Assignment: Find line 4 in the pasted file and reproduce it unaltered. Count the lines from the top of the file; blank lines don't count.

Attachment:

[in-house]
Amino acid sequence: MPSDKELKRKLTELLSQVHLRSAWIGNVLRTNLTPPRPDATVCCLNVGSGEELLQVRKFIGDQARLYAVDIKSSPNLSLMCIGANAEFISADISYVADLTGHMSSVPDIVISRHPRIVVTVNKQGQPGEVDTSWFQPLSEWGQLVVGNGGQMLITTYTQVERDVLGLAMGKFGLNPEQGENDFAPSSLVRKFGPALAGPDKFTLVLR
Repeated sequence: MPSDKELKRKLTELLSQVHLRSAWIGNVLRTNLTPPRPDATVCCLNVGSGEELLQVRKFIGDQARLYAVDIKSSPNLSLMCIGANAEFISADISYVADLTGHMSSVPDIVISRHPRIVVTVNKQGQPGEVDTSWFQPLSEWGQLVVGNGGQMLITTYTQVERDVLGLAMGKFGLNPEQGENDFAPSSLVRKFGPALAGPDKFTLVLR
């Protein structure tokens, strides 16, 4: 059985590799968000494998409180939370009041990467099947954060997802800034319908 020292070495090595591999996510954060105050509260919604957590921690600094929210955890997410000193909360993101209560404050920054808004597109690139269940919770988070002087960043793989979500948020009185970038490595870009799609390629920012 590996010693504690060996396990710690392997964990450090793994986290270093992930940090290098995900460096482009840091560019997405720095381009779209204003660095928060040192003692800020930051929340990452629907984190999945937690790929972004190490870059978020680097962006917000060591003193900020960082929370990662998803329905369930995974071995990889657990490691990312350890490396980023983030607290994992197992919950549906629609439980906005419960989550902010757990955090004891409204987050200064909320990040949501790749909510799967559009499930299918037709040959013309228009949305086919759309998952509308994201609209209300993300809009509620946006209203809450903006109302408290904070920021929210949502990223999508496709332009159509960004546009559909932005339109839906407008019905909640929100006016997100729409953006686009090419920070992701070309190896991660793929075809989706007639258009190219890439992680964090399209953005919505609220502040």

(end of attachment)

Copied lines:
């Protein structure tokens, strides 16, 4: 059985590799968000494998409180939370009041990467099947954060997802800034319908 020292070495090595591999996510954060105050509260919604957590921690600094929210955890997410000193909360993101209560404050920054808004597109690139269940919770988070002087960043793989979500948020009185970038490595870009799609390629920012 590996010693504690060996396990710690392997964990450090793994986290270093992930940090290098995900460096482009840091560019997405720095381009779209204003660095928060040192003692800020930051929340990452629907984190999945937690790929972004190490870059978020680097962006917000060591003193900020960082929370990662998803329905369930995974071995990889657990490691990312350890490396980023983030607290994992197992919950549906629609439980906005419960989550902010757990955090004891409204987050200064909320990040949501790749909510799967559009499930299918037709040959013309228009949305086919759309998952509308994201609209209300993300809009509620946006209203809450903006109302408290904070920021929210949502990223999508496709332009159509960004546009559909932005339109839906407008019905909640929100006016997100729409953006686009090419920070992701070309190896991660793929075809989706007639258009190219890439992680964090399209953005919505609220502040």